Stevie Luna’s journey as a poet began at the young age of 14, at a time of her life when she needed it most. Her English teacher, the late Ms. Garcia, encouraged her to keep writing after reading a poem during a time when Stevie felt severely traumatized and depressed. Ms. Garcia’s ability to cultivate the talent within her saved her life. You can find her poetry @stephanielunapoetry
Can you tell us more about what motivates you to write poetry?
Poetry means I can make sense of myself, the world, and its inhabitants.
I resonate with Gloria Anzaldua when she said: “Why am I compelled to write?… Because the world I create in the writing compensates for what the real world does not give me. By writing I put order in the world, give it a handle so I can grasp it. I write because life does not appease my appetites and anger… To become more intimate with myself and you. To discover myself, to preserve myself, to make myself, to achieve self-autonomy. To dispell the myths that I am a mad prophet or a poor suffering soul. To convince myself that I am worthy and that what I have to say is not a pile of shit… Finally I write because I’m scared of writing, but I’m more scared of not writing.”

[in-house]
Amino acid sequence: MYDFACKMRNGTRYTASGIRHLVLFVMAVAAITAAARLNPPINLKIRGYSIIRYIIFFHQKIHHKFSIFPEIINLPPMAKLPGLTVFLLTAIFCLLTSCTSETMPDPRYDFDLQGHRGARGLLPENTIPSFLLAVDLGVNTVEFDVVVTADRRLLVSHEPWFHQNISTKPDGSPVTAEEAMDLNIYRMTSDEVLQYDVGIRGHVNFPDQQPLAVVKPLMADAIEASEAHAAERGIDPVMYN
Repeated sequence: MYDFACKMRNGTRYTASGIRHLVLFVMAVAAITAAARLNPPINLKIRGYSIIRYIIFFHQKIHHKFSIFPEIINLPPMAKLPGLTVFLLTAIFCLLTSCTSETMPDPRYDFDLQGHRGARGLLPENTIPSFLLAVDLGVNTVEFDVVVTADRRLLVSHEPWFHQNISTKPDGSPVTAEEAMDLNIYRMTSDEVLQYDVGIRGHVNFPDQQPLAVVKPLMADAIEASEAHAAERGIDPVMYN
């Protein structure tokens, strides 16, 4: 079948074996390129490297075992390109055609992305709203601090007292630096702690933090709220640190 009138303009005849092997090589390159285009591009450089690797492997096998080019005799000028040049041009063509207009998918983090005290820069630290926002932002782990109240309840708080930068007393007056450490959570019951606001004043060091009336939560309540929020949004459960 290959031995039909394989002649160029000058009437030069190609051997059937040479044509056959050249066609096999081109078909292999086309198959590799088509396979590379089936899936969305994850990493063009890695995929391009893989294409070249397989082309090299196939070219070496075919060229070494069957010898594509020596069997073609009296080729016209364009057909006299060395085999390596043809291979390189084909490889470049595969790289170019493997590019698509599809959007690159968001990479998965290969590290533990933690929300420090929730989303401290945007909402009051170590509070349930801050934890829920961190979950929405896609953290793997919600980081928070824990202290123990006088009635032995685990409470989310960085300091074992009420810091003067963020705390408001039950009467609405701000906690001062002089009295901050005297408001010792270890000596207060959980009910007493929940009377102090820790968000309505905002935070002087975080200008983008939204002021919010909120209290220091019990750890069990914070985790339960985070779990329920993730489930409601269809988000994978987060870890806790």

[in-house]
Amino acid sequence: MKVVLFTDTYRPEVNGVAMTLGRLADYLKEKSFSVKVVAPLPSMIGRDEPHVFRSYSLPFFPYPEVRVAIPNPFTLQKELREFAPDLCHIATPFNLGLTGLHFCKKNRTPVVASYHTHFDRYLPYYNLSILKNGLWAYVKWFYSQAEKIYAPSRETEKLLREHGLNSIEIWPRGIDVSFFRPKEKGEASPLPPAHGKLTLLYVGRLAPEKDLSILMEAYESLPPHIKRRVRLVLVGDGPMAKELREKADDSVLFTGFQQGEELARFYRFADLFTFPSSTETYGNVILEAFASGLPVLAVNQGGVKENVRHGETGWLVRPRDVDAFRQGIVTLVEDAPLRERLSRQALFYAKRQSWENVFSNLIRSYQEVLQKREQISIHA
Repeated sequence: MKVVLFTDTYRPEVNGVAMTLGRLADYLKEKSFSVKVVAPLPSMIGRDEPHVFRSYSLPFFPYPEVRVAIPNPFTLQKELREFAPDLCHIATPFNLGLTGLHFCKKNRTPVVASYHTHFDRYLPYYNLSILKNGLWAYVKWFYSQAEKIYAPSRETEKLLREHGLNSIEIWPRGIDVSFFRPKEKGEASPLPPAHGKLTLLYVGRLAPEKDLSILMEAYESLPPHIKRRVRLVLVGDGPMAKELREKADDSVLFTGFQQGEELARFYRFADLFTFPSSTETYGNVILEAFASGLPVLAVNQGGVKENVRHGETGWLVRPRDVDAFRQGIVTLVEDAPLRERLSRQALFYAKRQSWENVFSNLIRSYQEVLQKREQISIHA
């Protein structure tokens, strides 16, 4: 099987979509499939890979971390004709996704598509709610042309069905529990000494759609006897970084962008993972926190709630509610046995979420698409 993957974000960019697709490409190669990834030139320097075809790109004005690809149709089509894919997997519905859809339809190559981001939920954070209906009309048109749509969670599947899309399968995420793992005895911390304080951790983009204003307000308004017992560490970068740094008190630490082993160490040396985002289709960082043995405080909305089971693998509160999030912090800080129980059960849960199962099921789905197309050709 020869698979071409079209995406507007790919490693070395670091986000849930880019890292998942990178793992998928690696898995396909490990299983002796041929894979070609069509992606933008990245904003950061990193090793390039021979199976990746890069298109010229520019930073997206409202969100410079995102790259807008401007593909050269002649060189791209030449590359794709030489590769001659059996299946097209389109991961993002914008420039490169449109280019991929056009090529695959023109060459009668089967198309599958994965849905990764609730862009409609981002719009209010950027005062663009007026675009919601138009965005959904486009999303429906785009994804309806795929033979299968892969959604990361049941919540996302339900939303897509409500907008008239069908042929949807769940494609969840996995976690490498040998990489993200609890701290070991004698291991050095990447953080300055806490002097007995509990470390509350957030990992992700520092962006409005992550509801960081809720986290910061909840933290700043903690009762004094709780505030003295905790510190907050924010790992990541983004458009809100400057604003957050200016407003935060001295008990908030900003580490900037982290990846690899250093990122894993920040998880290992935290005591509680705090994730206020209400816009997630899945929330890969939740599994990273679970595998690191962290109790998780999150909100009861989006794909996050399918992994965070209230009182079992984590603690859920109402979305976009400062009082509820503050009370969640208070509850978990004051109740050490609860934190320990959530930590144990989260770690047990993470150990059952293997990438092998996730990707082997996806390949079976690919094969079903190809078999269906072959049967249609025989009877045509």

I write poetry because I have to, because I see no other way out. I write to make sense of myself and others. When I write, I come to certain conclusions or find some sort of truth. I create something that I think is beautiful out of stuff that usually hurts, like heartache or death.
What topics resonate within your poetry?
Heartbreak, death, love, capitalism, being from the borderlands.
Inspiration comes from everything and everyone. I love writing about heartbreak the most, I’m not sure why. Maybe because suffering is inevitable, so maybe all of us can relate.